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MIT Technology Review

Samsung is now making cryptocurrency chips, while Intel looks on

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Having overtaken Intel as the world’s largest chipmaker by revenue, Samsung is boarding the crypto bandwagon. The firm tells TechCrunch it’s making chips for mining cryptocurrencies—making it the first big-name semiconductor firm to do so.

Crypto-mining 101: Cryptocurrency networks rely on computers called miners to verify transactions and maintain the security of public records. Miners are rewarded with cryptocurrency, so it can prove lucrative.

Specialized silicon: You can mine using any processor. But serious miners now use application-specific integrated circuits (ASICs) for speed advantages.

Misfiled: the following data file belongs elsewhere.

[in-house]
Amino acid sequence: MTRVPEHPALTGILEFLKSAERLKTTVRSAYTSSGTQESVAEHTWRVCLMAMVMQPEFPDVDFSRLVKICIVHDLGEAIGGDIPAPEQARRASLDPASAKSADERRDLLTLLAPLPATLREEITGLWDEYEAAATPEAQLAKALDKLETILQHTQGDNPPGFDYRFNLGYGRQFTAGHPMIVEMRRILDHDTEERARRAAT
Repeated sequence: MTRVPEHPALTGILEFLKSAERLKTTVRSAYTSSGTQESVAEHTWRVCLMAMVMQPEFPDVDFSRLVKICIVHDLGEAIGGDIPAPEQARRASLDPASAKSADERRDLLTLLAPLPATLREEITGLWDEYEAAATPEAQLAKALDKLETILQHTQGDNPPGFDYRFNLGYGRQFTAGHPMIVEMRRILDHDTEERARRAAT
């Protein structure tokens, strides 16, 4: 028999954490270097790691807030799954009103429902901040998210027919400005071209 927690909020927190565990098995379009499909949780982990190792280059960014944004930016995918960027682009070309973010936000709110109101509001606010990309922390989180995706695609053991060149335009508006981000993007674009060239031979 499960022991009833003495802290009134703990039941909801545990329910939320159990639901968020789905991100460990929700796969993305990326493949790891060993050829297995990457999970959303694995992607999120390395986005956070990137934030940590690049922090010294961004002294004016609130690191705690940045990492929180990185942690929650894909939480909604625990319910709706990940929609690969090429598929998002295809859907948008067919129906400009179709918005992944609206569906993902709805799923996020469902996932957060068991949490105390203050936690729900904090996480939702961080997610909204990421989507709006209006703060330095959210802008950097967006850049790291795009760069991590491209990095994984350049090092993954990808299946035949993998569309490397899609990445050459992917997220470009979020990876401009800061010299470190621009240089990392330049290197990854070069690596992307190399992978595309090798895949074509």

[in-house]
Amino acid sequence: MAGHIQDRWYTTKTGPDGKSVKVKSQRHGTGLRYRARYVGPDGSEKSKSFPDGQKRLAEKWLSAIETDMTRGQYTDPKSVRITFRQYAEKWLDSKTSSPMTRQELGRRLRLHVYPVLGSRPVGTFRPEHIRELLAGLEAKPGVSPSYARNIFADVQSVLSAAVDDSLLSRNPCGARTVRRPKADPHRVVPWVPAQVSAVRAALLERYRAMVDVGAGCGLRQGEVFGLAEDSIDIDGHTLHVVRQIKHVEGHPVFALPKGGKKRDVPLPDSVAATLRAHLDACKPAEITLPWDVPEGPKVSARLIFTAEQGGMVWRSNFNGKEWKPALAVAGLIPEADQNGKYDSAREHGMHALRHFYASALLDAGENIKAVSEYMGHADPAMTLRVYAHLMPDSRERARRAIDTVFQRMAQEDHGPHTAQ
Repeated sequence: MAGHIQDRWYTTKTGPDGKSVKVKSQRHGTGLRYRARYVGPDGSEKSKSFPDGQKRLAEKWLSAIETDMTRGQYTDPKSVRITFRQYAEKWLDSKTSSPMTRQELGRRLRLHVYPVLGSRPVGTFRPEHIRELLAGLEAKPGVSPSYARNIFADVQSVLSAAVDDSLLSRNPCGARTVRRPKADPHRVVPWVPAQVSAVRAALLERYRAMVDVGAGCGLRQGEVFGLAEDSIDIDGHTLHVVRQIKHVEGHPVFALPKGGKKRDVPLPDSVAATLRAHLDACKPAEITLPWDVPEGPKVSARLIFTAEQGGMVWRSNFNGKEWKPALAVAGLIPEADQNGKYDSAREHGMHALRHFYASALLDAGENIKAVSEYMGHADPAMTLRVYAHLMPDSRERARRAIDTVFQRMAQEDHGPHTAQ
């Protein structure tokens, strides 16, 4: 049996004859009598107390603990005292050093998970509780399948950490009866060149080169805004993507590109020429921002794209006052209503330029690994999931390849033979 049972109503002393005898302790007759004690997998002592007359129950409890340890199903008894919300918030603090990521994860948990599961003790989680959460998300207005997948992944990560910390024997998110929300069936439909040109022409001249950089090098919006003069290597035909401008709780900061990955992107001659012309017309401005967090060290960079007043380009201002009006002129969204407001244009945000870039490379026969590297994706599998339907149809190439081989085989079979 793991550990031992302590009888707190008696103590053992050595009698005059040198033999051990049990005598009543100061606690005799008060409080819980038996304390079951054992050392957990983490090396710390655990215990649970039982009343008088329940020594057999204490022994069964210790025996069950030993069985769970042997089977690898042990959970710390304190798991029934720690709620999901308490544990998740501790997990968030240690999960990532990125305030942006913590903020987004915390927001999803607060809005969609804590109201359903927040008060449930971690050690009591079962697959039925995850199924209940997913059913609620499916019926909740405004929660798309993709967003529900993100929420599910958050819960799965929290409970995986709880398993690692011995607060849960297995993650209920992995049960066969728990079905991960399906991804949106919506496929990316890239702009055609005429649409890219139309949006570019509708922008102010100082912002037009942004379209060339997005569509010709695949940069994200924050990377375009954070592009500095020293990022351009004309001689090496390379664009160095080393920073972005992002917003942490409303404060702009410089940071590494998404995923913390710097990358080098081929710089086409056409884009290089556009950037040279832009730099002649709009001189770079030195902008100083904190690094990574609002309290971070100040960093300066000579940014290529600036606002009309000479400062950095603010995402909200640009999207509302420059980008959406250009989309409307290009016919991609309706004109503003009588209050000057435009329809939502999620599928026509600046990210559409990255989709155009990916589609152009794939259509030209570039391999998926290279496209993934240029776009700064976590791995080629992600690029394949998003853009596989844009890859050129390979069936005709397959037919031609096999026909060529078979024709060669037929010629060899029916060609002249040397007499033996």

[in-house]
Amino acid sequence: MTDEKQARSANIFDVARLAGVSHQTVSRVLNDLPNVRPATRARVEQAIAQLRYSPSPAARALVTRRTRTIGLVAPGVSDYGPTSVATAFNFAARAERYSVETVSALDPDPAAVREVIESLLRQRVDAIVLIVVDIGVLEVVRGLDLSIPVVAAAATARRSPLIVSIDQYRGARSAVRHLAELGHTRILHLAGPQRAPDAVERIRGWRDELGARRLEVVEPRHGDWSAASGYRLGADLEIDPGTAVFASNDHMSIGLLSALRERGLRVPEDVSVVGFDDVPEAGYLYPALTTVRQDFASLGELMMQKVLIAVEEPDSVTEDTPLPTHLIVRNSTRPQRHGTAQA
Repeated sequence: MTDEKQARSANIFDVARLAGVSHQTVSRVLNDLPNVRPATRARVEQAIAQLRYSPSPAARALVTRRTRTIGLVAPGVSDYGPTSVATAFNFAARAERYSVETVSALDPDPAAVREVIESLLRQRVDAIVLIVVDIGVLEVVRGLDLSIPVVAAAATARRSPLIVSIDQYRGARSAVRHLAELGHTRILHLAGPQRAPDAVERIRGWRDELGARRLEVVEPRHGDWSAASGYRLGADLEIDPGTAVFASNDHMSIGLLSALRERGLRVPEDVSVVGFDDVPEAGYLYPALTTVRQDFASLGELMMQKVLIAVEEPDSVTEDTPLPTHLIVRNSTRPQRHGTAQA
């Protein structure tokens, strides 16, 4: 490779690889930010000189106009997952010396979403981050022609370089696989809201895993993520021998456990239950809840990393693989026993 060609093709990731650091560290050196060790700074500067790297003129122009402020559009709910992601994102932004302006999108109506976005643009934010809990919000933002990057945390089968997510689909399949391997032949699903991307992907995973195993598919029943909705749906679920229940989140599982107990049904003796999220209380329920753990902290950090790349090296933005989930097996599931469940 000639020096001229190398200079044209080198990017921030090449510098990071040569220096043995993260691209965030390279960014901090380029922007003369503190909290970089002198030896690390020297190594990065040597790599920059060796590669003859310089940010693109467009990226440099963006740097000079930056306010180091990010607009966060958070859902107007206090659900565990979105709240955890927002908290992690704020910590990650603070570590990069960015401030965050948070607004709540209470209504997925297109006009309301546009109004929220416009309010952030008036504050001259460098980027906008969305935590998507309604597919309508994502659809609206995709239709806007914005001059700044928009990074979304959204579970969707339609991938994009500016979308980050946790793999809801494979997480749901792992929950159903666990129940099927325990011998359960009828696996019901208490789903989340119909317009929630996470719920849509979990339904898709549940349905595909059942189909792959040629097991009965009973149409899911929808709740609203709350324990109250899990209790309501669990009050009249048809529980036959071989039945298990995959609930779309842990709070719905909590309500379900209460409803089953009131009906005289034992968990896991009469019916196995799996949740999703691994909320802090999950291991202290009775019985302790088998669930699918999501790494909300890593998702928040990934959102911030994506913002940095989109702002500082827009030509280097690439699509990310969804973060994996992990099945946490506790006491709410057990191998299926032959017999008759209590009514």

Few details: Samsung’s announcement is intriguing, but the company is tight-lipped about details. That makes it hard to predict how significant the move is. That said …

Mining is booming: A few Chinese firms dominate the market for crypto-specific chips. Some of those work with Taiwan Semiconductor Manufacturing Company, the world’s largest independent chip foundry, whose crypto chips made between $350 million and $400 million in revenue last quarter. Samsung will hope to compete—and Intel must wonder if it’s to be left behind.